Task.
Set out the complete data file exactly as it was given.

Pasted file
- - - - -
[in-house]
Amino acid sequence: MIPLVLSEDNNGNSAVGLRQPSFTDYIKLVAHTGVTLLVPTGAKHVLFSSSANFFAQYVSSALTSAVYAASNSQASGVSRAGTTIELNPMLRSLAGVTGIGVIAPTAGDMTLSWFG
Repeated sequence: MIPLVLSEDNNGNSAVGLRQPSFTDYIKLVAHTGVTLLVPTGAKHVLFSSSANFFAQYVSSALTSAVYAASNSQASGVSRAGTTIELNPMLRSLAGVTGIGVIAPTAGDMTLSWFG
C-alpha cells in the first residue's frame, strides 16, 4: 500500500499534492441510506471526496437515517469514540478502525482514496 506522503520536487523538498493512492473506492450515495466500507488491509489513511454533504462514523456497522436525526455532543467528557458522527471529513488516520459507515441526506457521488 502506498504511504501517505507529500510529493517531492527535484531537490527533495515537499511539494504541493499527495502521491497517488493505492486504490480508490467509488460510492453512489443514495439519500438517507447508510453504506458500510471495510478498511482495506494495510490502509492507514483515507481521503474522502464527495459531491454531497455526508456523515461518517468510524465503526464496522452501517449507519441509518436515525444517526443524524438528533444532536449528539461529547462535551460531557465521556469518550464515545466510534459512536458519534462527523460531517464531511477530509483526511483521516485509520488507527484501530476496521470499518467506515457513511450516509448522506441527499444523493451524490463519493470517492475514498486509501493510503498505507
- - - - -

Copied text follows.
[in-house]
Amino acid sequence: MIPLVLSEDNNGNSAVGLRQPSFTDYIKLVAHTGVTLLVPTGAKHVLFSSSANFFAQYVSSALTSAVYAASNSQASGVSRAGTTIELNPMLRSLAGVTGIGVIAPTAGDMTLSWFG
Repeated sequence: MIPLVLSEDNNGNSAVGLRQPSFTDYIKLVAHTGVTLLVPTGAKHVLFSSSANFFAQYVSSALTSAVYAASNSQASGVSRAGTTIELNPMLRSLAGVTGIGVIAPTAGDMTLSWFG
C-alpha cells in the first residue's frame, strides 16, 4: 500500500499534492441510506471526496437515517469514540478502525482514496 506522503520536487523538498493512492473506492450515495466500507488491509489513511454533504462514523456497522436525526455532543467528557458522527471529513488516520459507515441526506457521488 502506498504511504501517505507529500510529493517531492527535484531537490527533495515537499511539494504541493499527495502521491497517488493505492486504490480508490467509488460510492453512489443514495439519500438517507447508510453504506458500510471495510478498511482495506494495510490502509492507514483515507481521503474522502464527495459531491454531497455526508456523515461518517468510524465503526464496522452501517449507519441509518436515525444517526443524524438528533444532536449528539461529547462535551460531557465521556469518550464515545466510534459512536458519534462527523460531517464531511477530509483526511483521516485509520488507527484501530476496521470499518467506515457513511450516509448522506441527499444523493451524490463519493470517492475514498486509501493510503498505507